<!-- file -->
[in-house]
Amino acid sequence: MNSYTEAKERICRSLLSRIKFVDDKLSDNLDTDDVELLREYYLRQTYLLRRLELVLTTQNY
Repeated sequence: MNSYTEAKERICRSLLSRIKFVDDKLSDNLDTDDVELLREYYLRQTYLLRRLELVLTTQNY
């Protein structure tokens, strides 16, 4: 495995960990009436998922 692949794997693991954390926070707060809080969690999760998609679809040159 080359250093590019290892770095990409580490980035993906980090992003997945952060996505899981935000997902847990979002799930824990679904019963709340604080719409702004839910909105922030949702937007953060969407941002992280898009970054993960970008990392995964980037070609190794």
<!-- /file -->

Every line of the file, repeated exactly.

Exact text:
[in-house]
Amino acid sequence: MNSYTEAKERICRSLLSRIKFVDDKLSDNLDTDDVELLREYYLRQTYLLRRLELVLTTQNY
Repeated sequence: MNSYTEAKERICRSLLSRIKFVDDKLSDNLDTDDVELLREYYLRQTYLLRRLELVLTTQNY
């Protein structure tokens, strides 16, 4: 495995960990009436998922 692949794997693991954390926070707060809080969690999760998609679809040159 080359250093590019290892770095990409580490980035993906980090992003997945952060996505899981935000997902847990979002799930824990679904019963709340604080719409702004839910909105922030949702937007953060969407941002992280898009970054993960970008990392995964980037070609190794």